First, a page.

Attendance and absences
Students must attend school regularly so they can achieve their educational best and increase their career and life options.
In NSW, all children from the age of 6 are legally required to attend school or be registered for home schooling through the NSW Education Standards Authority (NESA). All students must complete Year 10, or its equivalent.
Young people below the age of 17 who have completed Year 10 must be:
in school, or registered for home schooling
in approved education or training, such as a traineeship, apprenticeship or TAFE
in full-time paid employment (average 25 hours a week)
in a combination of work, education and/or training (average of 25 hours a week combined).
Students 17 years and over who are enrolled in school must attend school regularly to meet HSC course requirements.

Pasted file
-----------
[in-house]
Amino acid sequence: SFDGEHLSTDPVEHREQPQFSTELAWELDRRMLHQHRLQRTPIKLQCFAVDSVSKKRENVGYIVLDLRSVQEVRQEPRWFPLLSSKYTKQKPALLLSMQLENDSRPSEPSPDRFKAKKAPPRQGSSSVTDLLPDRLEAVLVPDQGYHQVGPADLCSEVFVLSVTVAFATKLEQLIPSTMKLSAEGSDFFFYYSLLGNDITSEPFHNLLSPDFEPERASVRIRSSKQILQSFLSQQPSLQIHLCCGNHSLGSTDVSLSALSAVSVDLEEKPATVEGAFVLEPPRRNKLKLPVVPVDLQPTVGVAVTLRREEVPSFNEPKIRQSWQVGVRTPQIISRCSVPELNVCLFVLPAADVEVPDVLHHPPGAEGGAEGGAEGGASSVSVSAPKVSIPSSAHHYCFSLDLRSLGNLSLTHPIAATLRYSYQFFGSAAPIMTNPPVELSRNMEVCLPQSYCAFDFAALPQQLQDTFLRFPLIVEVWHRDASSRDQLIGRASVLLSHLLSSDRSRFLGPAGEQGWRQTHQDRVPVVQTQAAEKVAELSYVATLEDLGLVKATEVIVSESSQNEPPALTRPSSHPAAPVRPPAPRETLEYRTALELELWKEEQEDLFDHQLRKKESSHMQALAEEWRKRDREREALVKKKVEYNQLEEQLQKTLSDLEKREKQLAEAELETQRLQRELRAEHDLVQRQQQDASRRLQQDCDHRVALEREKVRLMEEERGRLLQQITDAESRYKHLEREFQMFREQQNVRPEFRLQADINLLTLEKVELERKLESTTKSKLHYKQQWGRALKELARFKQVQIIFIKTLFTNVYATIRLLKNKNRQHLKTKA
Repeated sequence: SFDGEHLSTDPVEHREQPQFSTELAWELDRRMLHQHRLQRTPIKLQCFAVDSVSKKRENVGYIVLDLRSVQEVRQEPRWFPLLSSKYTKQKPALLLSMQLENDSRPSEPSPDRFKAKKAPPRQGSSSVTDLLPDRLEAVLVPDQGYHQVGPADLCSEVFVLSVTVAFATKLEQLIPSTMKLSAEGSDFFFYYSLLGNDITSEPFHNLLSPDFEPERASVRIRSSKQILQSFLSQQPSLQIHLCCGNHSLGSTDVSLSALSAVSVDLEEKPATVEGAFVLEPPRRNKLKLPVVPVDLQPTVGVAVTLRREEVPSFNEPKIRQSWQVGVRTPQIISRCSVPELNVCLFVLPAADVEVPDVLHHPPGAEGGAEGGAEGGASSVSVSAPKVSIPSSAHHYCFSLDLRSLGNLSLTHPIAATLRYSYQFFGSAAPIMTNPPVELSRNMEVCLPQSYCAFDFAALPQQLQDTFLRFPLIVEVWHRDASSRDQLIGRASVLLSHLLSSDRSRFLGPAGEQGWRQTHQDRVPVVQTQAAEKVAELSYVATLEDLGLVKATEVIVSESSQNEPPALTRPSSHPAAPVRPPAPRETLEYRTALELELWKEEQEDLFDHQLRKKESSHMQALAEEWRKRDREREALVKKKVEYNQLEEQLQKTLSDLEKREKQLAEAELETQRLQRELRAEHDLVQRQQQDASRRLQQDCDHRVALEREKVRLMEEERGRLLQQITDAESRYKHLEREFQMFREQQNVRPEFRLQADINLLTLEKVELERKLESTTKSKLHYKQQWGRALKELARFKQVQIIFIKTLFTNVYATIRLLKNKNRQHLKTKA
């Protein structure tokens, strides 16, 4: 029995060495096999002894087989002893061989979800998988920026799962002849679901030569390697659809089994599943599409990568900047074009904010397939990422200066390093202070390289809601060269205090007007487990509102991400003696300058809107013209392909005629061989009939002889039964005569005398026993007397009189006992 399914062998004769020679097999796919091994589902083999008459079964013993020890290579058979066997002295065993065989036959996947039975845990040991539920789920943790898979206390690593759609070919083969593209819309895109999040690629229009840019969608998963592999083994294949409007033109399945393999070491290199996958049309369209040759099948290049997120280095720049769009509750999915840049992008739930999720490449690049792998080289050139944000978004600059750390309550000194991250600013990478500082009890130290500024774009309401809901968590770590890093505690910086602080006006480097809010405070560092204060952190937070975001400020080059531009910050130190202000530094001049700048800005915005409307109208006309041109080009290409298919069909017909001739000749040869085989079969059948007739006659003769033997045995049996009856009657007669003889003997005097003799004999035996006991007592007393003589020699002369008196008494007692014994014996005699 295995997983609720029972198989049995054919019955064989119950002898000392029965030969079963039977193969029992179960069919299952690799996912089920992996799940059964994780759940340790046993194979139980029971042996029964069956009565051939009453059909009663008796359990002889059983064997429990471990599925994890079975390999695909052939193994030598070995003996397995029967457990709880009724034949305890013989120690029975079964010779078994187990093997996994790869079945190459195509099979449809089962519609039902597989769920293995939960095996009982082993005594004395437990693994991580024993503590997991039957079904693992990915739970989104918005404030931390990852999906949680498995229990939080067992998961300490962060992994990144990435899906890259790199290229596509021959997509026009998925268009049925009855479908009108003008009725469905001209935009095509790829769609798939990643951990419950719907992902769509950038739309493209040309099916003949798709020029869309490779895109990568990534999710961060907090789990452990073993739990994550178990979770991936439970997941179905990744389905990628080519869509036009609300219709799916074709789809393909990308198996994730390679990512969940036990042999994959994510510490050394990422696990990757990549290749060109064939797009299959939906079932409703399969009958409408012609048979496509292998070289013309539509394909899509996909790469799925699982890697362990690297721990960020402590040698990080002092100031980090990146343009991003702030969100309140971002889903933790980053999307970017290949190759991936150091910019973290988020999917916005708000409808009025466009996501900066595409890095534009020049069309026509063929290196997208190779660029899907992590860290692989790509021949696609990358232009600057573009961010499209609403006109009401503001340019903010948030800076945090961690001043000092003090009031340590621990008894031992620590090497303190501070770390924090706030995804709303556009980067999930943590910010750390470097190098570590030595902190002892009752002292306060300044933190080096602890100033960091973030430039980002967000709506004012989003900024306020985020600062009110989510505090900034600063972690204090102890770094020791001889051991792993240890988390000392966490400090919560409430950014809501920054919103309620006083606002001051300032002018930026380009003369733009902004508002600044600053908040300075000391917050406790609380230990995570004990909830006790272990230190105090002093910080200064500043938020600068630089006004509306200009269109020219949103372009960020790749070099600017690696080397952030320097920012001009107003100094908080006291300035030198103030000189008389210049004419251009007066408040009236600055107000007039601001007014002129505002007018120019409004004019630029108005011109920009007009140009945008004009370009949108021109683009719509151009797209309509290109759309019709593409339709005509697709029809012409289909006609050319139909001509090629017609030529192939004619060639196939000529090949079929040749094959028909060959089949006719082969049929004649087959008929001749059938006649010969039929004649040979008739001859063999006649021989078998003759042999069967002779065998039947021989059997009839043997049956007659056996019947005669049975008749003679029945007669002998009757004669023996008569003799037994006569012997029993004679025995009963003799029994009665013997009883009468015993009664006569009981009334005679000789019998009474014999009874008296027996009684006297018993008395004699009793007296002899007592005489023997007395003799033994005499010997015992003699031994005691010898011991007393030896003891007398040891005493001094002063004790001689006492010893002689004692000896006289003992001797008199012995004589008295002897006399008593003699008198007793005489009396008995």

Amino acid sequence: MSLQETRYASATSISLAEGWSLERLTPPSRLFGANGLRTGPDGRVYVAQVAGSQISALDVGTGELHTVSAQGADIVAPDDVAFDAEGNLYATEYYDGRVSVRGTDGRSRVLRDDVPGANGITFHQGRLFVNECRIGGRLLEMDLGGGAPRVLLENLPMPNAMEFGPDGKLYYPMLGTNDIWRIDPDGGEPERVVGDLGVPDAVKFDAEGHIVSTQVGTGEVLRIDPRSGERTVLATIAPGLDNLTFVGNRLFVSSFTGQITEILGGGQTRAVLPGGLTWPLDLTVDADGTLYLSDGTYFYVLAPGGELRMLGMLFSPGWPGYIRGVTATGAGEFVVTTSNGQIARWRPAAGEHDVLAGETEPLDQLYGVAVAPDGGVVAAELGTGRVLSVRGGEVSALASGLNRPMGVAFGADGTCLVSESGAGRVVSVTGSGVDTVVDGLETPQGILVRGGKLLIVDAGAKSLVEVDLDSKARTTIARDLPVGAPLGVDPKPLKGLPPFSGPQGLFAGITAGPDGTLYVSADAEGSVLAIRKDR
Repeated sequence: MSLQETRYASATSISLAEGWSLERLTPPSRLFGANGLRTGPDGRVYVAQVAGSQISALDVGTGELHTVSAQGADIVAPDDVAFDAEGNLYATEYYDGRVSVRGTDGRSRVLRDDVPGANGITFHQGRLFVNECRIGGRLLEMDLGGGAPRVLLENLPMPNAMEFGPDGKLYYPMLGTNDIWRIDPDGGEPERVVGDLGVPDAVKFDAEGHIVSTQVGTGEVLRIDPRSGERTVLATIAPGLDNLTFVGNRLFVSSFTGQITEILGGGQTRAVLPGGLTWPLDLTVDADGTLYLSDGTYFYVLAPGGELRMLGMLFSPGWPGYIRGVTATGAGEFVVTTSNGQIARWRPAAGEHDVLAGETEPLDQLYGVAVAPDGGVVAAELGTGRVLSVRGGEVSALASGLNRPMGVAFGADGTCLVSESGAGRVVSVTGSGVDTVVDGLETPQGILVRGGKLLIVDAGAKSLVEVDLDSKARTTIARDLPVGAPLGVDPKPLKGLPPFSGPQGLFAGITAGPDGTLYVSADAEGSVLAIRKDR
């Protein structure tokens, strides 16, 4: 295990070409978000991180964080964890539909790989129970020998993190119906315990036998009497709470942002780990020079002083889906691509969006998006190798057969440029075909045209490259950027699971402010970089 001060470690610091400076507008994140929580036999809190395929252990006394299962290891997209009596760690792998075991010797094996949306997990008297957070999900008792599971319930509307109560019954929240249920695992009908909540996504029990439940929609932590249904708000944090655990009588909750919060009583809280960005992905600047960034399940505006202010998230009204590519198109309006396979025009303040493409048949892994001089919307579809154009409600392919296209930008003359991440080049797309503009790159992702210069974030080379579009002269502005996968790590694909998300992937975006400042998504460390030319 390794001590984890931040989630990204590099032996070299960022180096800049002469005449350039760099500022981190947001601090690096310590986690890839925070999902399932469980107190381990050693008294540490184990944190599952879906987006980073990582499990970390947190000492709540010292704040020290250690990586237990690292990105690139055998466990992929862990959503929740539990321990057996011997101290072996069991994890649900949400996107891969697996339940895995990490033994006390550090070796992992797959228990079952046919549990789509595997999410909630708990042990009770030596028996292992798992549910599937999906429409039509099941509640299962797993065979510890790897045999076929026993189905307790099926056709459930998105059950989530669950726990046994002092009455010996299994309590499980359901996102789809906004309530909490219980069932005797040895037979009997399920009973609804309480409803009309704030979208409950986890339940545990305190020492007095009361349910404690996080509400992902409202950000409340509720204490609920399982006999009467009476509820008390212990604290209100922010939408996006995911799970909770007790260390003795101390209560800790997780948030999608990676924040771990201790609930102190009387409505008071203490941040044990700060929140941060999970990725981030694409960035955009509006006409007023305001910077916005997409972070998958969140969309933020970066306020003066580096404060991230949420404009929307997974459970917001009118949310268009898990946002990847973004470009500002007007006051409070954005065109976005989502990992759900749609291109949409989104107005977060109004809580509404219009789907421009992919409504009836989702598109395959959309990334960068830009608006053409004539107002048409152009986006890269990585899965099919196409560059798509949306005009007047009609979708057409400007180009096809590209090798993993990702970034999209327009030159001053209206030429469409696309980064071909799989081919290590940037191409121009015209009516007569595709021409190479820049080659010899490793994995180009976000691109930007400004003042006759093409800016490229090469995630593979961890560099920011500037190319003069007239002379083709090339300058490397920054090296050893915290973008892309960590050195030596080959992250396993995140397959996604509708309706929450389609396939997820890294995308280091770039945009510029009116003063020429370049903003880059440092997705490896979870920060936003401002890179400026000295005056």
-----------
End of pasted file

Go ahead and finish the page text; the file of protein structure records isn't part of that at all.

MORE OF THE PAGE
As a parent or carer, you are responsible for ensuring your child attends school every day when they are of compulsory school age. You must explain all absences to the school within 7 days.
For more information about compulsory school attendance, visit:
Research indicates that:
- Regular attendance at school is fundamental to student learning. Students who attend school regularly are more likely to achieve educational success and increase their career and life options.
- Student attendance has been identified as an important aspect of a student’s wellbeing and failure to receive an education has been identified as a risk of harm factor.
- Poor patterns of attendance place students at risk of not achieving their educational, social and psychological potential and disadvantage them in the quality of choices they are able to make in later life situations.
- Communities benefit from students who regularly attend school and are achieving. These benefits include greater student safety, community wellbeing, and a sense of connectedness for all.
- Schools, families, and communities can work together to send a strong collective message about the importance of going to school.
- Promoting the benefits of regular attendance to students, teachers, early childhood centre staff, parents, and community groups will help create a culture where regular school attendance is the norm.